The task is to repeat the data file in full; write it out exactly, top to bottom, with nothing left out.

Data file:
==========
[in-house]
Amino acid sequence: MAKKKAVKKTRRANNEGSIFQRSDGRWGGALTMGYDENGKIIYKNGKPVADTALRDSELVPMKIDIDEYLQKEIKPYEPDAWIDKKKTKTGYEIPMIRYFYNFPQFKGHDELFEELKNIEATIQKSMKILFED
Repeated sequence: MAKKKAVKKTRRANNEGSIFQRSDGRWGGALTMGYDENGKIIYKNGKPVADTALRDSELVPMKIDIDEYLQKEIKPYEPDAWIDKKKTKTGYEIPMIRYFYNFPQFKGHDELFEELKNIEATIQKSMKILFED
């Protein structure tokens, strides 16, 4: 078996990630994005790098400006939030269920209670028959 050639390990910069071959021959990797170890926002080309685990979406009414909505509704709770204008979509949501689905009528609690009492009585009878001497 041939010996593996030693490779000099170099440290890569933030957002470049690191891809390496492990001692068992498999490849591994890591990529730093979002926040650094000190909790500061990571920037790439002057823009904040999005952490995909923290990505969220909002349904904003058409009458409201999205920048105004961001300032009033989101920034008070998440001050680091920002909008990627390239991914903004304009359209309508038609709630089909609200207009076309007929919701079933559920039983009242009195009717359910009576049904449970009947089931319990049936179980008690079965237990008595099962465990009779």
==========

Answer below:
[in-house]
Amino acid sequence: MAKKKAVKKTRRANNEGSIFQRSDGRWGGALTMGYDENGKIIYKNGKPVADTALRDSELVPMKIDIDEYLQKEIKPYEPDAWIDKKKTKTGYEIPMIRYFYNFPQFKGHDELFEELKNIEATIQKSMKILFED
Repeated sequence: MAKKKAVKKTRRANNEGSIFQRSDGRWGGALTMGYDENGKIIYKNGKPVADTALRDSELVPMKIDIDEYLQKEIKPYEPDAWIDKKKTKTGYEIPMIRYFYNFPQFKGHDELFEELKNIEATIQKSMKILFED
């Protein structure tokens, strides 16, 4: 078996990630994005790098400006939030269920209670028959 050639390990910069071959021959990797170890926002080309685990979406009414909505509704709770204008979509949501689905009528609690009492009585009878001497 041939010996593996030693490779000099170099440290890569933030957002470049690191891809390496492990001692068992498999490849591994890591990529730093979002926040650094000190909790500061990571920037790439002057823009904040999005952490995909923290990505969220909002349904904003058409009458409201999205920048105004961001300032009033989101920034008070998440001050680091920002909008990627390239991914903004304009359209309508038609709630089909609200207009076309007929919701079933559920039983009242009195009717359910009576049904449970009947089931319990049936179980008690079965237990008595099962465990009779």